That evening I spotted a new motel along the highway near Minatitlan. I checked in after learning that a room with a double bed was only 45,000 pesos ($14.50). I thought it was a pretty good deal, but it was odd that I didn't get a key to the room. I put my things away and locked the door to leave briefly for a long distance phone call home. I went in search of a shop like a Western Union office that was displaying a “Larga Distancia” sign. Since I was running short on cash, and wouldn't be passing a bank until the next day, I asked about the price of making phone calls first, which was 27,500 pesos ($9.00) for three minutes. To talk for ten minutes would have come to over $30. I had a problem talking with the young girl at the telephone office who seemed frightened, maybe from a combination of my size, my poor Spanish, and because I was giving her a hard time about the price.

   When I got back to the motel, the clerk unlocked the door for me. Just outside was a special garage bay for the bike, with a big curtain to conceal it from outside view. I thought that was pretty neat from a security point of view. I took a shower and looked for a place to plug my razor, but there was none, so I used the TV outlet. I realized from looking around the room that there were a few other things that made the room unique. A toilet paper roll was mounted on the wall next to the bed and drink prices and other prices of things I couldn’t translate were posted on the mirror. There was also a small turntable device in the front wall that was apparently used to deliver drinks and collect money without opening the door; and there were no windows in the room. As soon as I turned on the TV the whole thing became shockingly clear. It was a sex hotel with hard-core porno flicks on every working channel of the television.

     Day 7 - I left before first light in a thick fog and heavy mist. The trucks were using windshield wipers and headlights. The roads were wet, although they were much smoother than they had been for two days. I got to Villa Hermosa a little before 9:00 and went directly to the bank. I mistakenly waited a long while in a teller's line before being redirected to another line to get approval for exchanging money. I wanted pesos for $160 worth of travelers' checks, and I wanted $200 against my Visa card. Asking for an amount in dollars, rather than pesos, against the Visa confused the girl a lot. When she finally got management approval for the Visa transaction, she directed me to the teller who began to peel off a huge stack of 100,000 peso notes, which would have come to more than $700. I finally got her to understand it was far too much, and how much I actually wanted. It was almost two hours before I got it straightened out. Reversing the Visa transaction was a big problem for them. At one point they told me to come back in three days, but I persevered. When I got home, I waited for my Visa statement to arrive to see if the earlier transaction got reversed. To my surprise, neither transaction appeared on the statement. As a result, I never got charged the $200 they gave me against my Visa.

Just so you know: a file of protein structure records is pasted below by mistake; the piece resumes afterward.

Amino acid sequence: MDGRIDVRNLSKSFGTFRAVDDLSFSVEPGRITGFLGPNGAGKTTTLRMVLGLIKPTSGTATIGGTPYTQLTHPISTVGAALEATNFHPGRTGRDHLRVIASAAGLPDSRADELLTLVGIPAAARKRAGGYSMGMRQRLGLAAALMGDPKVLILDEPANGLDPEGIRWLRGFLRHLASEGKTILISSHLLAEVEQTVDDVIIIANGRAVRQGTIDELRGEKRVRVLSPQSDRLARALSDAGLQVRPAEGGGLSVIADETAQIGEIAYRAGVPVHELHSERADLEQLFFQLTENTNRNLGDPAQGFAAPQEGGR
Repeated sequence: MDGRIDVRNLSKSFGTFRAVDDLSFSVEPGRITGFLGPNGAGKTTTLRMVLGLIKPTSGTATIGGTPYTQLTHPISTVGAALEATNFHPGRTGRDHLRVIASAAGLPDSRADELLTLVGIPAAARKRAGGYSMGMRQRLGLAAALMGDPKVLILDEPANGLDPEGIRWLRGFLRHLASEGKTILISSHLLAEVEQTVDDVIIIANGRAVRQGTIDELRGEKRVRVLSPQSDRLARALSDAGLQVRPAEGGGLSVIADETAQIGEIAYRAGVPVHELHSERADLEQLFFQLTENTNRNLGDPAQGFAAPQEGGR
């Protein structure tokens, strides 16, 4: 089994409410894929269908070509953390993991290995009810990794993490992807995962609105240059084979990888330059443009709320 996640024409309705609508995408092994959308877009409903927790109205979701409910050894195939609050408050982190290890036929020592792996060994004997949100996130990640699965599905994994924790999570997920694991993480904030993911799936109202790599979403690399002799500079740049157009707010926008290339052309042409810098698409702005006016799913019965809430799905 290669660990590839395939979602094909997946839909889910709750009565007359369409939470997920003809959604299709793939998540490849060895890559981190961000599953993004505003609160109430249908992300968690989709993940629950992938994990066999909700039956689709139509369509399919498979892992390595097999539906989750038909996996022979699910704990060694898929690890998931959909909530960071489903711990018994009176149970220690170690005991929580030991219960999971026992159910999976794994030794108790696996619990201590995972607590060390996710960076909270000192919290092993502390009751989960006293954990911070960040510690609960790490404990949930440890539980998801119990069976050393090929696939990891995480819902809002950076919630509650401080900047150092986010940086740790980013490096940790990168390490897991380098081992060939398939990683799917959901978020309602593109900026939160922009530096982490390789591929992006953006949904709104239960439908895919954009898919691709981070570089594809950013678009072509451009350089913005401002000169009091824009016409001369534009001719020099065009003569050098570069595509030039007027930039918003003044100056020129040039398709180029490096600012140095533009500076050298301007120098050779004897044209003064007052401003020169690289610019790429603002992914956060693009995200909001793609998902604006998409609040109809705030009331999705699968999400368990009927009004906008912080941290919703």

The road to Palenque was in good shape. It was the first of eight Maya archaeological sites I visited on the Yucatán Peninsula. It's located in the State of Chiapas at the foot of a chain of low hills in the midst of a rain forest. Palenque flourished in the 7th century, and is unique in its beauty and technical perfection.
Temple of the Inscriptions at Palenque

Palace at Palenque, built by Pakal the Great
  The most interesting of the many buildings that I visited there was the Temple of the Inscriptions, which was built around AD 700. I climbed four tiers of stairs to the top of the sacrificial temple and saw the ancient hieroglyphic inscriptions from which the temple got its name. Maya priests are said to have cut out the hearts of their sacrificial victims at the base of the temple, and then they would run up the stairs carrying the still-beating heart to sacrifice it to their angry god at the top. It is believed that thousands of victims were sacrificed in this manner. Other buildings I visited included Pakal's palace, the ball court, the House of the Jaguar and the Temple of the Sun. I also took a short walk into the jungle where I saw the remains of several other ruins of buildings yet to be uncovered and restored.